Schmap for Mobile Safari

Schmap.com City Guides and Local SearchTUAW had a post on a new city guide type website targeted to iPhone and iPod Touch users, Schmap. Schmap does a lot of the basic city guy type stuff, quite well I made add, but the thing that got my attention was the interface.

When you view information about a location holding the device upright, you get the typical information such as phone number, address, etc. However, when you turn the device 90º into a landscape orientation, the website switches into a split-screen display, with a map of the location on the left and information on the right. Mobile Safari can feed data on device orientation to the website you’re viewing, and this is the first developer I’ve seen really use this information in a big way.

This got me thinking about the future of device interfaces. We’re no longer just looking at button presses for application interaction. We’ve got so many more forms of input at our disposal now. Device orientation, touch, multi-touch, sound, ambient light, geographic location, acceleration… and these aren’t limited to the iPhone/Touch. Macbook Pros have all of these senses too, even though they’re not all natively reported by the operating system, yet.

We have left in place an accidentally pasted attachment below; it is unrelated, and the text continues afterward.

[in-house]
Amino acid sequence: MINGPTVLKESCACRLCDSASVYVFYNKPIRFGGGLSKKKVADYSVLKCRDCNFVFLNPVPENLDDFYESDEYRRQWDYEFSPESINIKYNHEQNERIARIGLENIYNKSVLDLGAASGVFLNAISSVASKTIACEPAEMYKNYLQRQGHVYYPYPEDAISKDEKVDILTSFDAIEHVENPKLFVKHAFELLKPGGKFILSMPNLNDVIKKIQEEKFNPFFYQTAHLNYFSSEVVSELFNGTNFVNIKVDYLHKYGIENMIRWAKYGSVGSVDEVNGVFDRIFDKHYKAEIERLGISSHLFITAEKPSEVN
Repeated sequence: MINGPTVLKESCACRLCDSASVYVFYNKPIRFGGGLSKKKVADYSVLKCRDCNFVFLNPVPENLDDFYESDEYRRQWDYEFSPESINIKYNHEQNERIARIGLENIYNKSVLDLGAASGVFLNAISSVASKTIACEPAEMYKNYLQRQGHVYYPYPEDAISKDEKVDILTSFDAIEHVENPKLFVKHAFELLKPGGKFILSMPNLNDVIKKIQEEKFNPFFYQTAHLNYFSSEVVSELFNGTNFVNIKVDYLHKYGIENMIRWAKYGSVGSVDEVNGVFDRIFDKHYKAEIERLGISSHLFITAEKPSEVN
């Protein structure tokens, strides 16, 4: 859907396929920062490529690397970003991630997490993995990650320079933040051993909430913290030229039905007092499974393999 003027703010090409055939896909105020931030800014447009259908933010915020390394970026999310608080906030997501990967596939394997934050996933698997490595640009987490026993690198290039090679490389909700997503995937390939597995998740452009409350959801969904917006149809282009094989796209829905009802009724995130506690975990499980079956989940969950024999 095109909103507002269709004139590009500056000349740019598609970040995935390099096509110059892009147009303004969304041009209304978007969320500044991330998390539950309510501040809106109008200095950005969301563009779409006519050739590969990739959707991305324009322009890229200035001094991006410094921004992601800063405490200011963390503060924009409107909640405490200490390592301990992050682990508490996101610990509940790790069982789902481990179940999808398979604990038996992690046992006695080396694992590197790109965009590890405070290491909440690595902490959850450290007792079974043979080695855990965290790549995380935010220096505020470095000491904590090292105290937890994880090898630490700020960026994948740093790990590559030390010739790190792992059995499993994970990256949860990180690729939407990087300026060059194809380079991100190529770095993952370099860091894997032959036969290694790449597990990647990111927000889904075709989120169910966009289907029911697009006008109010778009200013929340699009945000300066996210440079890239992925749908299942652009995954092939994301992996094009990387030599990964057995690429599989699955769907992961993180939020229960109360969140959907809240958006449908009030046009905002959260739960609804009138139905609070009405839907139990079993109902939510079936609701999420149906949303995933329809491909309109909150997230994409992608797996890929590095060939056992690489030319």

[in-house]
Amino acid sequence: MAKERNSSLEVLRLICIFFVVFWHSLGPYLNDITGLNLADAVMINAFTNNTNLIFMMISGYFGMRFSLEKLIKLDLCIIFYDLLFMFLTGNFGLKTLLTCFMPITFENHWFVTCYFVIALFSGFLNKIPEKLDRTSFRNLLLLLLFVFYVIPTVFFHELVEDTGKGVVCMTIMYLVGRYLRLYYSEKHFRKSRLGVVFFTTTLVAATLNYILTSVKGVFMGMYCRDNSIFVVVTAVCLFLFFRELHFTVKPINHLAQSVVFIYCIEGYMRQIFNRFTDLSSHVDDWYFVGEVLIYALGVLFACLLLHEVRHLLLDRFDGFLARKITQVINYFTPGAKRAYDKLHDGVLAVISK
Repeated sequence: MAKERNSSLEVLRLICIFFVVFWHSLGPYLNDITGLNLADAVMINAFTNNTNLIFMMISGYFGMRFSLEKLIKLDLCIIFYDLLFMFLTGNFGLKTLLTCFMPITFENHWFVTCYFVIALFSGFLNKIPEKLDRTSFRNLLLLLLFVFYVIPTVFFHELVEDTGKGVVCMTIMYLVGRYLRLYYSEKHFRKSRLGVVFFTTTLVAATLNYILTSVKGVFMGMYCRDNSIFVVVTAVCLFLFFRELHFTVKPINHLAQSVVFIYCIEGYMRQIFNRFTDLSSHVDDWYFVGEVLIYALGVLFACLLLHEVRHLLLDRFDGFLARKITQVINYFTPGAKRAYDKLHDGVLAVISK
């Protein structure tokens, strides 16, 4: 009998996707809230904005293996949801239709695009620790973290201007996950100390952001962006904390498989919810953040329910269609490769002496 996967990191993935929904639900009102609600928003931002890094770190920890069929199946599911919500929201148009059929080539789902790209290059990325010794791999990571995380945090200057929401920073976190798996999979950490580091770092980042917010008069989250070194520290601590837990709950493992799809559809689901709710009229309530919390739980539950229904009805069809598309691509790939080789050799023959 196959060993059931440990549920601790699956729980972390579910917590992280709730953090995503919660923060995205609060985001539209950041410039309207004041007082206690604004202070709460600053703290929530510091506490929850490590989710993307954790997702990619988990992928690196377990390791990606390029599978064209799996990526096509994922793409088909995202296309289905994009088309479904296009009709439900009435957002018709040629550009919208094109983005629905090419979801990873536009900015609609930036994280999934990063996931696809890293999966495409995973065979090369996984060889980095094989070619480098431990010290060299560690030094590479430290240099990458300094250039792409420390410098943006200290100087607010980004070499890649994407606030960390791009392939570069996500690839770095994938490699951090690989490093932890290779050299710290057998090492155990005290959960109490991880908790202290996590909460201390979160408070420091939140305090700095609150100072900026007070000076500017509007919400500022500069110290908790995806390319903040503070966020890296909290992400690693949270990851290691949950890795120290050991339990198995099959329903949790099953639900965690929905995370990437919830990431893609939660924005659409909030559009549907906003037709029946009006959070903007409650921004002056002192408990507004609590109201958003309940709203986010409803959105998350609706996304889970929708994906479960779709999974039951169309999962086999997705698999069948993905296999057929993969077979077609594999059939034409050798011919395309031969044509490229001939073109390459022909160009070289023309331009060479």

I think, in the very near future, we will be flooded with devices that have new and natural forms of input. I’m still amused by the fact that when I’m trying a new application on my phone, and I’m trying to figure out how to do something, shaking the device is actually a logical thing to try.

Edward Tufte on the iPhone Interface

Edward Tufte has posted a video critique of the iPhone’s interface. Please take a moment to watch it before reading my reactions, I don’t want to bias your own reaction.

[Full Disclosure: I own an iPhone, and I really enjoy it. I am generally a proponent of Apple’s approach to product design, but I do not consider myself a “fanboy”. I’ll be the first to criticize something I don’t like, and I really try to approach everything without a bias.]

Tufte makes some really great points. I was constantly nodding my head as he spoke about the content becoming the interface. Just last week I was commenting to another designer on how the interface in software should get out of the way when it’s not needed. Tufte’s definition of “computer administrative debris” is spot on, and I’m great full to have a term for something I’ve been having trouble defining in words.

Continue Reading